Damon Wise

Contributing editor, Empire


Voted in the critics’ poll

Voted for

2001: A Space Odyssey


Stanley Kubrick

400 Blows, The


François Truffaut

Ivan the Terrible


Sergei M Eisenstein

Life and Death of Colonel Blimp, The


Michael Powell/Emeric Pressburger

Mulholland Dr


David Lynch

Once Upon a Time in the West


Sergio Leone

Queen Kelly


Erich von Stroheim

Rear Window


Alfred Hitchcock

Touch of Evil


Orson Welles

Treasure of Sierra Madre, The


John Huston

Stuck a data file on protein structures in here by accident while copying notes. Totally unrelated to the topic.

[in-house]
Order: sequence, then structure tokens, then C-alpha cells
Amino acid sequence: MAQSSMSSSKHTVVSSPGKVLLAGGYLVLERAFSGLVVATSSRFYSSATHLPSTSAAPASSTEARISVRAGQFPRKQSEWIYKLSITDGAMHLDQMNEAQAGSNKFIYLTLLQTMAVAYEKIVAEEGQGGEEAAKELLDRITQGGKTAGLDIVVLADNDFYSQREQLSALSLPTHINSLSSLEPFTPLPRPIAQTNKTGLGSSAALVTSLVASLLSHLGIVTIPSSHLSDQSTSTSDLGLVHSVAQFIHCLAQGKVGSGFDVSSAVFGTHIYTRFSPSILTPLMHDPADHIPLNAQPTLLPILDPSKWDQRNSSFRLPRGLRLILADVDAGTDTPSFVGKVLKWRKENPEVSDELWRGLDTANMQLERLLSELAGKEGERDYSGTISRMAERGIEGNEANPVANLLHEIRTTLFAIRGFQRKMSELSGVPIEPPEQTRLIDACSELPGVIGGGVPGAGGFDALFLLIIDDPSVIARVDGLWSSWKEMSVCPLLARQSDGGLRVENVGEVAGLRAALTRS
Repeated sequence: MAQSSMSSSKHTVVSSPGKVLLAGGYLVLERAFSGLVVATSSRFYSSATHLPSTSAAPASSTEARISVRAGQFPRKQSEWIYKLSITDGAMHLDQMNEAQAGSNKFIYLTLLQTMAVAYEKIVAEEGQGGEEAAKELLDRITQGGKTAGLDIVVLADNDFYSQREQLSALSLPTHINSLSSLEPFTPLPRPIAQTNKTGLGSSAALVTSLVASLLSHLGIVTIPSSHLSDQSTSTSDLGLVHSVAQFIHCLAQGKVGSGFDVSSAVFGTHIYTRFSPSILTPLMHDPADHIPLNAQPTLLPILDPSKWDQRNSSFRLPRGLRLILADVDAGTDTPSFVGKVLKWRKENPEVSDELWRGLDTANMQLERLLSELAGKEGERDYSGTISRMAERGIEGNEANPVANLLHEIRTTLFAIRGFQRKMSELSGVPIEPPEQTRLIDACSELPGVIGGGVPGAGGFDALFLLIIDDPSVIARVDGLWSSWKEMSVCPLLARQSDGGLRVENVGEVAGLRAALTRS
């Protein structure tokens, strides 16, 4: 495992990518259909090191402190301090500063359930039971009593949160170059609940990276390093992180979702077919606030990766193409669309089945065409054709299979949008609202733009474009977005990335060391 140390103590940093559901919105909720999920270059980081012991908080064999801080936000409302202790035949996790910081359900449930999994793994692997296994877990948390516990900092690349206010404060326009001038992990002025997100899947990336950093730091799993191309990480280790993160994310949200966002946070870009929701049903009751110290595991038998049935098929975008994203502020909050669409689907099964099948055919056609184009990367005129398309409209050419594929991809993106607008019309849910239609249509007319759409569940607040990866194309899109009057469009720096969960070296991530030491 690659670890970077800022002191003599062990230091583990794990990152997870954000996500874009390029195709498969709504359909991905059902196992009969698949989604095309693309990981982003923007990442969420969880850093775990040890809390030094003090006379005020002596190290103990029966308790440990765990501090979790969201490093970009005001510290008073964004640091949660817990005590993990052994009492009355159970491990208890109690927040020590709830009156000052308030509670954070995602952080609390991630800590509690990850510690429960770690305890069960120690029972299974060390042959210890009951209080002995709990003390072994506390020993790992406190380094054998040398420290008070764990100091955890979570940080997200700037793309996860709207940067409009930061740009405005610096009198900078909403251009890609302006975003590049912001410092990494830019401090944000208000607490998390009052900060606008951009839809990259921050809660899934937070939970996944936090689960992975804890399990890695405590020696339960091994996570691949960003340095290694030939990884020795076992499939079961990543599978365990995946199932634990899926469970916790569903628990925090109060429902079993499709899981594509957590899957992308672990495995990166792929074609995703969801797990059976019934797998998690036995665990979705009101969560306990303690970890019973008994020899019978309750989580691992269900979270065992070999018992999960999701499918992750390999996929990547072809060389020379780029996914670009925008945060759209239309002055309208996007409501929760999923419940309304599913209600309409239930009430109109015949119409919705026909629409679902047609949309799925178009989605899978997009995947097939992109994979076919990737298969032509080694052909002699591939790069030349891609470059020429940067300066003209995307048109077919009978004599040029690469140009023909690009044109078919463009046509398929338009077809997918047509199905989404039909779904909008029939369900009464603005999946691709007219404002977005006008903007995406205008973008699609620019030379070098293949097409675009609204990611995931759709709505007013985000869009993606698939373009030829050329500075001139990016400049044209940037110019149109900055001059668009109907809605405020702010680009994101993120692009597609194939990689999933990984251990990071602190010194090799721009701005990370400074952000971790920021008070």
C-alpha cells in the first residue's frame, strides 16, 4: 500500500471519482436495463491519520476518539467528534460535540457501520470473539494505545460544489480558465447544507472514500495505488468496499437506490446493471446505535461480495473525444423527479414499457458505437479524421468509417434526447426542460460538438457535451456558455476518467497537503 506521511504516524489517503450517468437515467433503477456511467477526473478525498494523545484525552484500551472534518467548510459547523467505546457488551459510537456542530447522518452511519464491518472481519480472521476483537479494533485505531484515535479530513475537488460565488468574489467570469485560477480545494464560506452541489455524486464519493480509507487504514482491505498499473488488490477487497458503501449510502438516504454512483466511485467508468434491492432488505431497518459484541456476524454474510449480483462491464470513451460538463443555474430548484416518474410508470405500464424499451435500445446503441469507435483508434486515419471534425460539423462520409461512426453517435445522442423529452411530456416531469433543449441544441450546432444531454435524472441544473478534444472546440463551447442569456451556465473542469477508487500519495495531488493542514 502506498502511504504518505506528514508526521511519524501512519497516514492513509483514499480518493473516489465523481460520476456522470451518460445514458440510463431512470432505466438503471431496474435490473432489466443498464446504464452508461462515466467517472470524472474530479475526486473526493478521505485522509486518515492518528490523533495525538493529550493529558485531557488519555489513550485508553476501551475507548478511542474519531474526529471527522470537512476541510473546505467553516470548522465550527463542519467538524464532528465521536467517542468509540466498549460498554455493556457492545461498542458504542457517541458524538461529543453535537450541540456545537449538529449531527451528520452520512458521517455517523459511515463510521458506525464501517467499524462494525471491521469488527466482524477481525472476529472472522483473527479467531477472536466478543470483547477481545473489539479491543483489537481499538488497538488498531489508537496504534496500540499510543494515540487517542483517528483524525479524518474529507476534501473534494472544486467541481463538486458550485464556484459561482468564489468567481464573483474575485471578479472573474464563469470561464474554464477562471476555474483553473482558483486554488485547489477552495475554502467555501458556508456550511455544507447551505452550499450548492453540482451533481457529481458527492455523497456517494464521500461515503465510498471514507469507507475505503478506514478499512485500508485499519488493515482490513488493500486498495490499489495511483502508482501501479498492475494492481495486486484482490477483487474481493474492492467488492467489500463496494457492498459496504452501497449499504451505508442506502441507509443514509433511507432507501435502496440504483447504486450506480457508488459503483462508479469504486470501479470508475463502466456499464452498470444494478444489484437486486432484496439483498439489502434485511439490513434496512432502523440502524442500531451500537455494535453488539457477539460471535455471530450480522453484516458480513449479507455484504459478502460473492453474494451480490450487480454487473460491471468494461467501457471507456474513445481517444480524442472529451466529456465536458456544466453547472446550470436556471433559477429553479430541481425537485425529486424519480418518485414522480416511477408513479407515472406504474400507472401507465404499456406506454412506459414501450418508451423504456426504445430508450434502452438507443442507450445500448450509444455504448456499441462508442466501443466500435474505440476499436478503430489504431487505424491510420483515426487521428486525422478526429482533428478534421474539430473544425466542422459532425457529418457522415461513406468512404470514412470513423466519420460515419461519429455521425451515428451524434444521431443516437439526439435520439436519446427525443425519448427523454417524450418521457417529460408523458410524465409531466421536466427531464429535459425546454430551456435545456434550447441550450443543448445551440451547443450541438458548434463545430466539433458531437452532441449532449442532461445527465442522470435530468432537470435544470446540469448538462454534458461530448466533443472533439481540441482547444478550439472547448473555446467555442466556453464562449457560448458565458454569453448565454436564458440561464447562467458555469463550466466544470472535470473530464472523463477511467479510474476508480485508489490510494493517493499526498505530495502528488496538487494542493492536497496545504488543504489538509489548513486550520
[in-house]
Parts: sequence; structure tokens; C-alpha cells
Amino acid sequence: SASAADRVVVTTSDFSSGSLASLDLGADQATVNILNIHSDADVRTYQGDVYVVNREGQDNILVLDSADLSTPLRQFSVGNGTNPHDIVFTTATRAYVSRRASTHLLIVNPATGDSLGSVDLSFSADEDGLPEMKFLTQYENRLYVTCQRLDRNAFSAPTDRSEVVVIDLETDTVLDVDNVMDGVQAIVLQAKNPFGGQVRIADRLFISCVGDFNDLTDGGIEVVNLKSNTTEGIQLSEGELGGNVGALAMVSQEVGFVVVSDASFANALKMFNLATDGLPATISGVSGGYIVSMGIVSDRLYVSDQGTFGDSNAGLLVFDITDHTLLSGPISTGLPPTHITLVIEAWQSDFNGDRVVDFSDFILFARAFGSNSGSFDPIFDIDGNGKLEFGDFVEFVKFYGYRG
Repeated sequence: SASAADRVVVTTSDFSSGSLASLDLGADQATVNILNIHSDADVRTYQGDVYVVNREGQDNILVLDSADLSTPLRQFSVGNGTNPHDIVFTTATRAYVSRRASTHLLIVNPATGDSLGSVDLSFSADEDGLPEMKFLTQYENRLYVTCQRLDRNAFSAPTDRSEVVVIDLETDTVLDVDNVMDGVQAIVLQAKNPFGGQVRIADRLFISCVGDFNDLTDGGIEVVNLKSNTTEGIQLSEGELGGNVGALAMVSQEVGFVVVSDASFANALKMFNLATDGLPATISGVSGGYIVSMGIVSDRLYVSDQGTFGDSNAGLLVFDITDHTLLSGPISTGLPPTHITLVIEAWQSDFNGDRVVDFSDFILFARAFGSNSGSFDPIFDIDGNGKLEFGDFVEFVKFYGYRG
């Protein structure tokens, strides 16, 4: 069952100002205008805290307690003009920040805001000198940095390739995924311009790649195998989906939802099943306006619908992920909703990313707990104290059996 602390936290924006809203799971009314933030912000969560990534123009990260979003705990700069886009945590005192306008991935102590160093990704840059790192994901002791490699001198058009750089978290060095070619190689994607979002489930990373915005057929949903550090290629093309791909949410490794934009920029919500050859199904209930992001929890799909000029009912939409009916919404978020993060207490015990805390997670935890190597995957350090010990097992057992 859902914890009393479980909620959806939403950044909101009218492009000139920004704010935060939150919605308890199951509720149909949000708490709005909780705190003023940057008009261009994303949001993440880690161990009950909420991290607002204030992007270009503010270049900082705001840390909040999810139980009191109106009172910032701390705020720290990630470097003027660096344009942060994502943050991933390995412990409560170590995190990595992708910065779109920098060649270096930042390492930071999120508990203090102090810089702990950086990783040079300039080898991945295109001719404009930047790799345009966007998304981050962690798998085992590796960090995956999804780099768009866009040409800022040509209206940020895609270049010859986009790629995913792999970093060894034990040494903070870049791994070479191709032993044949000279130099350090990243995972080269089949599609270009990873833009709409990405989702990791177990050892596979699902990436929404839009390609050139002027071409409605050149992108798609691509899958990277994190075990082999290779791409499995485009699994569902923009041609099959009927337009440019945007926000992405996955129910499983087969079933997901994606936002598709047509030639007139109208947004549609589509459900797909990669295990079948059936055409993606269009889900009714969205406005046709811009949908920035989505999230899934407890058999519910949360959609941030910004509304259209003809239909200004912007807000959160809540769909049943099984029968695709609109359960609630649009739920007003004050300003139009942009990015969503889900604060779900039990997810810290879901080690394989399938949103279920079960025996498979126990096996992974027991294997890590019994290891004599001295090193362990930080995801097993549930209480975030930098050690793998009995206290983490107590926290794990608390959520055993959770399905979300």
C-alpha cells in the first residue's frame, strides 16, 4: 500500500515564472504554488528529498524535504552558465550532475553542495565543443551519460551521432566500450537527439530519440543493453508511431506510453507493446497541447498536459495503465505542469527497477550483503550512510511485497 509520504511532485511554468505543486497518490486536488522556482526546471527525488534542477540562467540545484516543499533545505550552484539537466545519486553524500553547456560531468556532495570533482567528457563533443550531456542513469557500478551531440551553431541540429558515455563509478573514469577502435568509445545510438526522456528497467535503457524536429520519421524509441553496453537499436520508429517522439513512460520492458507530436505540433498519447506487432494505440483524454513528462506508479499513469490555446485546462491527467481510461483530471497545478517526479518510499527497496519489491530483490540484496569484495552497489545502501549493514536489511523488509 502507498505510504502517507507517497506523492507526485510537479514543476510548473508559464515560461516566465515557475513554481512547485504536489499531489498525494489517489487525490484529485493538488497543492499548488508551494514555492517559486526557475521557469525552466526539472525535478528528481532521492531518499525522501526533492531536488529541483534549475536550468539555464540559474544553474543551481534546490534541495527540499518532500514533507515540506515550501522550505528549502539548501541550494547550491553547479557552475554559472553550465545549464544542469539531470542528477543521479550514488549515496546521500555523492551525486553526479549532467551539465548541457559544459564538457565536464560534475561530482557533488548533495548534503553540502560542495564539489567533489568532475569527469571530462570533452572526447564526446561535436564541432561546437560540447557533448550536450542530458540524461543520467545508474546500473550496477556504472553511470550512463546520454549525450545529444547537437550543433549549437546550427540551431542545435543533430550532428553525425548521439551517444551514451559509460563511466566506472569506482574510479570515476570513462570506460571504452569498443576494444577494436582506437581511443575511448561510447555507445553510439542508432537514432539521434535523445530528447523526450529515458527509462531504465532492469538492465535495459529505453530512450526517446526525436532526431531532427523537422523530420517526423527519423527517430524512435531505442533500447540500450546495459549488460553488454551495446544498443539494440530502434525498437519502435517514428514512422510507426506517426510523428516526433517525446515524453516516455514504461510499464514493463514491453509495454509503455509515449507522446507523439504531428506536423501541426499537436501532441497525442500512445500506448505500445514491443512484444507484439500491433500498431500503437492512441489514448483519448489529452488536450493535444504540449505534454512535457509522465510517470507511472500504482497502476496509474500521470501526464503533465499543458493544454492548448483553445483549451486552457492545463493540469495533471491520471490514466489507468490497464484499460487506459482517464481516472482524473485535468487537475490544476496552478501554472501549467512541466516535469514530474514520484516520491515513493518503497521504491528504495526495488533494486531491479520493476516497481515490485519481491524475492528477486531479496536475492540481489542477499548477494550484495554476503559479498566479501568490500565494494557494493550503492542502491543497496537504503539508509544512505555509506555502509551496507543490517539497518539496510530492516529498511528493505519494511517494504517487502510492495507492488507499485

I found this to be an almost impossible task, but rather than shirk it, I decided to go with what I consider to be ten of the greatest films of all time. To me, great movies withstand time, and I believe that not only are all these movies still relevant and accessible to a modern audience, they are also all exemplary in their use of film grammar. Some admissions: 1) not being able to squeeze in Night Of The Hunter (1955) has perhaps caused me the most pain; 2) the poll’s rules made me drop Ivan The Terrible Part 2, with its extraordinary colour scenes; and 3) bypassing Citizen Kane for Touch Of Evil is arguably the one purely personal and idiosyncratic choice (though The Red Shoes is really my favourite film by Powell and Pressburger, Colonel Blimp is a film that only seems to get stronger with passing years – which is saying something). All of these films have size, scope and ambition, so, If nothing else, I believe a film student who’d only ever seen these ten would be duty-bound to make something interesting.

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